Category Archives: Science

Goodbye, Blue Monday

Goodbye, Blue Monday!

Thanks as always to Pirate’s Cove for the Rule Five linkery!

Programming note:  This coming weekend Mrs. Animal and yr. obdt. will be on the road to see one of our daughters graduate college, so Monday May 13 and Tuesday May 14 will be fulsome totty placeholder posts while our family is celebrating this milestone.  Meanwhile, for today, let’s look at some tidbits from the morning news crawl.

DNA-based AI robots may be frighteningly close to alive.  Color me skeptical.  Life is tremendously complex and almost impossible to simulate; even the simplest life on this planet is the result of four and a half billion years of a drunkard’s walk through a chaotic and endless changing environment.  I’m not overly worried about accidentally producing that in the lab.

Ticket prices plunge for Her Imperial Majesty and the Prince Consort’s speaking tour.  This is a pretty good indication that even the Democrats wish that the Clintons would just please, finally, shut up and go away.

Welcome to the new Cold War, same as the old Cold War.  Between this, Russia’s meddling in Nicaragua, and China’s meddling elsewhere, it seems the Monroe Doctrine is well and truly dead.

Welcome to the new crazy, same as the old crazy.  I’m all in favor of the ‘whatever floats your boat’ theory of living, but this really strikes me as being a little self-obsessed.  Oh well.

A silicon factory blows up in Illinois.  Purveyors of fake boobs hardest hit.  (I prefer the natural kind, myself.)

Speaking of crazy… Seriously, what’s wrong with these people?

And on that note, we return you to your Monday, already in progress.

Animal’s Daily World’s Most Expensive Fish News

Not a salmon, but what the hell.

Check out my latest over at Glibertarians; this is the first in a series on the history of bolt guns.  Also, our thanks as always to The Other McCain for the Rule Five links!

Moving right along, ever-more-loony Californey has produced the world’s most expensive fish, at (minimum) $178 million per fish.  Excerpt:

Threatened Central Valley Chinook adult salmon have returned and spawned to the San Joaquin River!

For some, it’s proof they have been able to avoid predators and multi-billion dollar infrastructure that keeps millions of humans alive.

It has been nearly 65 years since the species has spawned in the San Joaquin. And the news this week follows major political and environmental action.

After being released in 2017, the salmon made it hundreds of miles to the Pacific Ocean, and have found their way back to the San Joaquin River.

The total yield from the Bureau of Reclamation: five so far. One died, but for the sake of argument, I’ll call it five.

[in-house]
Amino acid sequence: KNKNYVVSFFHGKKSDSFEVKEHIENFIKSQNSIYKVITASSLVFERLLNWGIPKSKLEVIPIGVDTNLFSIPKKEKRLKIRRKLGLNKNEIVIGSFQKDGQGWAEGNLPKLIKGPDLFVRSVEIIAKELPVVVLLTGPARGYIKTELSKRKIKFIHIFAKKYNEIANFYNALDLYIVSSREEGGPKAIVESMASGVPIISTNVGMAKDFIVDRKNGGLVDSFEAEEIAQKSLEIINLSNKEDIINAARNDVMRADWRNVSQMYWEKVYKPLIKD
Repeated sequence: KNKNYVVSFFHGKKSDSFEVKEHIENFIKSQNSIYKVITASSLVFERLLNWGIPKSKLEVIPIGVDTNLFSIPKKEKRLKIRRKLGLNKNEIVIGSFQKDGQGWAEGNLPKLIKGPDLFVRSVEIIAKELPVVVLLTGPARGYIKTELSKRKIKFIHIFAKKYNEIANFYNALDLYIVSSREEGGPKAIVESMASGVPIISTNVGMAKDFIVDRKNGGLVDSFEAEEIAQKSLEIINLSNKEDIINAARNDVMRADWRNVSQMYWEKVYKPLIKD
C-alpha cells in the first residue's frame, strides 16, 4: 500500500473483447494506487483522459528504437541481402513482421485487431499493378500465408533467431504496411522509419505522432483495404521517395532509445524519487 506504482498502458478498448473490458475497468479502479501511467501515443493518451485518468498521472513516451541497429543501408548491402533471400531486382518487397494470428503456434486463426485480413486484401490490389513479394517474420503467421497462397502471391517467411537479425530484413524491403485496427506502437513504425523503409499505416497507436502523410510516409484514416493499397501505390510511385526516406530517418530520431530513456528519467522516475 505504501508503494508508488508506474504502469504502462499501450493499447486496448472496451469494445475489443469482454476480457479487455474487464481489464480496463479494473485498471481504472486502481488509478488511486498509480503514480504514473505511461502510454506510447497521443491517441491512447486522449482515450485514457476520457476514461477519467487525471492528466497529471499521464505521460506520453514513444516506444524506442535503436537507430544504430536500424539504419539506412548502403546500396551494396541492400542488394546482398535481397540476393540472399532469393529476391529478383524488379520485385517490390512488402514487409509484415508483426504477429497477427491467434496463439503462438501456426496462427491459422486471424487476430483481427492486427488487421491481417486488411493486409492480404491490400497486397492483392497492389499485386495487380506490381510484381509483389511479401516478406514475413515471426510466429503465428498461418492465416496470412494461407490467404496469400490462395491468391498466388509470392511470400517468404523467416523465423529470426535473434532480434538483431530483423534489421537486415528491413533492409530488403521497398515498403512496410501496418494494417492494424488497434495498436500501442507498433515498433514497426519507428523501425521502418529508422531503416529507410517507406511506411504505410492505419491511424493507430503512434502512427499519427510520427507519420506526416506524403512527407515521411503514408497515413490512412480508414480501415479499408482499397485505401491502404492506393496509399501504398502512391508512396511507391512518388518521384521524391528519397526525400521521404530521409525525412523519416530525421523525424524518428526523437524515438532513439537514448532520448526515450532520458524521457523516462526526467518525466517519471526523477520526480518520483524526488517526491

There are more to critical issues than a feel-good attitude just because it’s nice to see threatened salmon in the San Joaquin River.

It can’t be overstated the cost and effort it took to make this happen.

Here’s a recap of that effort:

Taking the conservative cost estimate, each of the five fish caught cost taxpayers and water users $178,000,000.

And each of those fish needed 50,000 acre-feet of water per year.

I won’t even stress the cost of pumping, aquifer consequences, fallowed land, and – lest we forget – lost jobs. Many politicians aren’t either.

H.L. Mencken famously said that “Democracy is the theory that the common people know what they want, and deserve to get it good and hard.”  While the United States is not a democracy but rather a Constitutional Republic, California increasingly practices direct democracy with their initiative program; but the cause of this kind of lunacy is something else, specifically, the California Democratic Party’s re-jiggering of the election system to ensure one-party rule for eternity.

This is just one example of what happens when you have one-party rule.  In a state where there is an effective political opposition,  these types of shenanigans would at least be more difficult to pull off; at the very least, the opposition party would be able to run on a platform of defunding lunacy and have a chance of winning.

Not so under California’s jungle primary system, which frequently results in a general election where both candidates are Democrats.  From the shit-stained streets of San Francisco to the nine-figure fish of the San Joaquin River, the once and former Golden State’s voters are reaping what they sow.  Mencken has been proved right.

Goodbye, Blue Monday

Goodbye, Blue Monday!

Thanks once more to Pirate’s Cove and The Other McCain for the Rule Five links!

Meanwhile, now this here is some stupid shit.  Excerpt:

A group calling itself Genesis II Church of Health and Healing plans to convene at a hotel resort in Washington state on Saturday to promote a “miracle cure” that claims to cure 95% of all diseases in the world by making adults and children, including infants, drink industrial bleach.

The group is inviting members of the public through Facebook to attend what they call their “effective alternative healing” at the Icicle Village Resort in Leavenworth on Saturday morning. The organizer of the event, Tom Merry, has publicized the event on his personal Facebook page by telling people that learning how to consume the bleach “could save your life, or the life of a loved one sent home to die”.